WJR 100 | THE FIRST 25 YEARS ~ 1922-1947

WJR 100 | THE FIRST 25 YEARS ~ 1922-1947

760 WJR was born on May 4, 1922. The station, known back then as 580 WCX, originated its very first broadcast from the offices of The Detroit Free Press, with then Michigan Governor Alex Groesbeck offering an optimistic and hopeful message that christened “The Great Voice of The Great Lakes.”

As the medium’s potential began to be realized, the station evolved from the cramped quarters at the Free Press building, adding studios atop the Book-Cadillac Hotel. Programming expanded beyond news and information to offer the sounds of big bands, comedy, and radio drama, much of which was played out in front of live audiences.

In 1927, entrepreneurial automobile dealer George A. Richards purchased the station, and moved operations to the Fisher Building, where the station became the historic structure’s first ever tenant.

From 1927 to 1947, Richards assembled a preeminent team of talent that helped define the Golden Age of Radio, all from High Atop The Golden Tower of The Fisher Building

WJR was born on May 4, 1922. The station, known back then as 580 WCX, originated its very first broadcast from the offices of The Detroit Free Press, with then Michigan Governor Alex Groesbeck offering an optimistic and hopeful message that christened “The Great Voice of The Great Lakes.”

As the medium’s potential began to be realized, the station evolved from the cramped quarters at the Free Press building, adding studios atop the Book-Cadillac Hotel. Programming expanded beyond news and information to offer the sounds of big bands, comedy, and radio drama, much of which was played out in front of live audiences.

In 1927, entrepreneurial automobile dealer George A. Richards purchased the station, and moved operations to the Fisher Building, where the station became the historic structure’s first ever tenant.

From 1927 to 1947, Richards assembled a preeminent team of talent that helped define the Golden Age of Radio, all from High Atop The Golden Tower of The Fisher Building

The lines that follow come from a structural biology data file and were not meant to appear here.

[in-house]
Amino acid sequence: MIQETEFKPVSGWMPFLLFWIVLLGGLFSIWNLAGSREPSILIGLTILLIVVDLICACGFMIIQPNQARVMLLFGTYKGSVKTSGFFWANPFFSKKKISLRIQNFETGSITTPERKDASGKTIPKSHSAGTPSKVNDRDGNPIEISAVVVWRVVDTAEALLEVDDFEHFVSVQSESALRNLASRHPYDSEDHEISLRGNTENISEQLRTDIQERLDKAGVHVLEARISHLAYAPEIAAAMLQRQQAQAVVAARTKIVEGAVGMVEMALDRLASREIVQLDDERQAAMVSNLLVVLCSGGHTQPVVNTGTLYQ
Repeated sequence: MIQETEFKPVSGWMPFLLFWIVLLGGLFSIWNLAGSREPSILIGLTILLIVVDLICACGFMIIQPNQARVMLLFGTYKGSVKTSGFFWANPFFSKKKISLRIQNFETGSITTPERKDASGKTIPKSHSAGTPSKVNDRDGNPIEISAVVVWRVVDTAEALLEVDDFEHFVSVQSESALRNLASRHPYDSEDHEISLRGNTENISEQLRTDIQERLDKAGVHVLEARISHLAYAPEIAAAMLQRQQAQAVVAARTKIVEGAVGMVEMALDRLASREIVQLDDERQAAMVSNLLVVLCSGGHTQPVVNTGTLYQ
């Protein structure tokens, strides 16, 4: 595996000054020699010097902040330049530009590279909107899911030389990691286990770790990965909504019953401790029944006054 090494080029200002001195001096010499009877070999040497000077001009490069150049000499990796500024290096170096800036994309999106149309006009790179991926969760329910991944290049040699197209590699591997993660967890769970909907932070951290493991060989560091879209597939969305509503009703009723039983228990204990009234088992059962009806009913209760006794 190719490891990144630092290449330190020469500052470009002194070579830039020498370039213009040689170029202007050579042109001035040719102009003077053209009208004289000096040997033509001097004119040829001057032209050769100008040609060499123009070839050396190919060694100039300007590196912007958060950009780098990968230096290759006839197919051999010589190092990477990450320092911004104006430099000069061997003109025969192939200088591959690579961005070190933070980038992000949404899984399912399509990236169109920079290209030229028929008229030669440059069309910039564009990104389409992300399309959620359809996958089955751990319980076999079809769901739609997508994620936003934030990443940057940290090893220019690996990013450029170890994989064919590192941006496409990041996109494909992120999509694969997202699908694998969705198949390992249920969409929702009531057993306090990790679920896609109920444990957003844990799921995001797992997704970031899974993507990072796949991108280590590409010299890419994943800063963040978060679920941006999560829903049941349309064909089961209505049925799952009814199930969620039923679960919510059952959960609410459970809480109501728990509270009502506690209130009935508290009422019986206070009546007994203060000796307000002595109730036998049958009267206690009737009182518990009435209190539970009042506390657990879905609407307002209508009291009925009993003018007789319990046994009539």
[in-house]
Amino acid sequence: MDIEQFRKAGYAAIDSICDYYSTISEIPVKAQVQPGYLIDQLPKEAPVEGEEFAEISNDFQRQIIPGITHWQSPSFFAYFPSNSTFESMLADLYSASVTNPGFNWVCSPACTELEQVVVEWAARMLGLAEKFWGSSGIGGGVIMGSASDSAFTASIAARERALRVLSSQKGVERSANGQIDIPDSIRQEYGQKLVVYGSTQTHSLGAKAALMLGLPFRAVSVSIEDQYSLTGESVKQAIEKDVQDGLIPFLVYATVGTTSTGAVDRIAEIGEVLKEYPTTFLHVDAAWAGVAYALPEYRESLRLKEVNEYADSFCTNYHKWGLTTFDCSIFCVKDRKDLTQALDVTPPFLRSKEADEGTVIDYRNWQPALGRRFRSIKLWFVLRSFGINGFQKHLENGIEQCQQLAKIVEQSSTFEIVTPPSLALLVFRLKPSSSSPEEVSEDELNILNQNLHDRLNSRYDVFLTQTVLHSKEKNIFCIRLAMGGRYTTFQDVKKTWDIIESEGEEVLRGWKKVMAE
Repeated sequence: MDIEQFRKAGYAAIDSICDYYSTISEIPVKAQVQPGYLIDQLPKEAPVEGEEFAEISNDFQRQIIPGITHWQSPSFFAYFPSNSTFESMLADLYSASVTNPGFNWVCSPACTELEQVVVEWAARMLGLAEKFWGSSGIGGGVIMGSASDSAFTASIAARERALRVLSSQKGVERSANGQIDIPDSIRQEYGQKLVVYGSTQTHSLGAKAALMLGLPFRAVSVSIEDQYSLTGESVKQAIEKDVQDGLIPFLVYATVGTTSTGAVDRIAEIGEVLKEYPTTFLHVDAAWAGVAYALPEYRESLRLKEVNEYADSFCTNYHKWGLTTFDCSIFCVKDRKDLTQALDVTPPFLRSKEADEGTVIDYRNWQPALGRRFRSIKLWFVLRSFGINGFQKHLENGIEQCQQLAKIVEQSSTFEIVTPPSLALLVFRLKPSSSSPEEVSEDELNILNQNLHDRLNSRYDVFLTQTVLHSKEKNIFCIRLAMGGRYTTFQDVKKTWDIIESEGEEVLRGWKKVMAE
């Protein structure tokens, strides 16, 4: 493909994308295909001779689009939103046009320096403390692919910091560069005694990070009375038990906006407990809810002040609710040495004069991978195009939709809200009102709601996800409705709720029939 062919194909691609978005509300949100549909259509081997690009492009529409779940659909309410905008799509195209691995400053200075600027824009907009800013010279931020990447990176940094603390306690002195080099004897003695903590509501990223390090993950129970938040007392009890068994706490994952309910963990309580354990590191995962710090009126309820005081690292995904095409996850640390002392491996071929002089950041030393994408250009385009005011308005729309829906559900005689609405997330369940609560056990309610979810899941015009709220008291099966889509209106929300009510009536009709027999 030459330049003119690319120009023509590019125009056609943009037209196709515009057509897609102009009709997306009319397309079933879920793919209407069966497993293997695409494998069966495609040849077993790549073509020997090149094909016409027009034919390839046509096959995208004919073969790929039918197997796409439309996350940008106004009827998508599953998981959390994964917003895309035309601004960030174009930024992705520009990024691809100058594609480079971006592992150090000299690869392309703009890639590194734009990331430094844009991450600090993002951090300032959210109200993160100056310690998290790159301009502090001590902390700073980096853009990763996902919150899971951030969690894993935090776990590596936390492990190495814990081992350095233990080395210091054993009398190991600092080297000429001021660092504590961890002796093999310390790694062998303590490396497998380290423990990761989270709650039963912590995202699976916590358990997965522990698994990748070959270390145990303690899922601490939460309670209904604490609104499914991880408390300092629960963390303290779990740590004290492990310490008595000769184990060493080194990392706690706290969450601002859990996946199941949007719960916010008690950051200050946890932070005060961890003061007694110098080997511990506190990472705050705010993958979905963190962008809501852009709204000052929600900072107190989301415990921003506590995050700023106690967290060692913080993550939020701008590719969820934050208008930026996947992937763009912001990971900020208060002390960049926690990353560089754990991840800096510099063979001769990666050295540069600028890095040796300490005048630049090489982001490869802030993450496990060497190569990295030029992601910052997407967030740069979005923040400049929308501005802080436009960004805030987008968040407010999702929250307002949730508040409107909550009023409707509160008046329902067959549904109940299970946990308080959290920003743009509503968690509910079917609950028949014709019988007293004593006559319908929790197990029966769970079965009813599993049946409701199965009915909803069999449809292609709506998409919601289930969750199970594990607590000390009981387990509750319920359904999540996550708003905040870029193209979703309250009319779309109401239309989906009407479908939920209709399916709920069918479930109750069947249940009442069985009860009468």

PUBLICATIONS (CLICK TO FLIP THROUGH):

President and owner G. A. Richards commissioned this periodical back in 1933. The book, which was written by Olive Sherman (host of the station’s pioneering “Woman’s Hour Program,”) offered an overview of 760 WJR’s early programming and personalities.

This 1939 publication shows the quick evolution of the medium. Beyond news, theatrical dramas and live music were an anticipated mainstay for families that would gather around the radio each night. Also featured are some of the first publicized behind-the-scenes photos of the station’s operations.

PODCASTS:

The Hermit’s Cave” was a weekly drama that originated on 760 WJR from 1937 through to the mid-40s. Narrated by The Hermit, each episode started with the ubiquitous chilling preamble: “Ghost stories! Weird stories. And murders, too! The Hermit knows of them all! Turn out your lights. Turn them out, and listen while The Hermit tells you …” The program grew over the years, becoming nationally syndicated. A total of over 800 episodes were produced. Catch full episodes live on Spotify.

In 1924, the station expanded from its founding home in the Detroit Free Press building to the upscale Book-Cadillac Hotel. These posh surroundings lent to lavish productions that offered big band sounds and choral presentations carried live throughout the Midwest and beyond.

760 WJR was a pioneer in sports broadcasting. Initially, play call was handled by beat reporters who covered a variety of topics. Several 760 WJR reporters however excelled at play-by-play announcing. Broadcast icons such as Clem McCarthy, Harry Wismer, and Bob Reynolds were the first to articulate the skills of such sports legends as Charlie Gehringer, Hank Greenberg, Earl Harry “Dutch” Clark, Ernie Caddel, and Joe Louis, among others.

PHOTOS:

WJR 100 | THE FIRST 25 YEARS ~ 1922-1947

CLICK A PHOTO BELOW TO ENLARGE AND SCROLL THROUGH.

PRESENTED BY: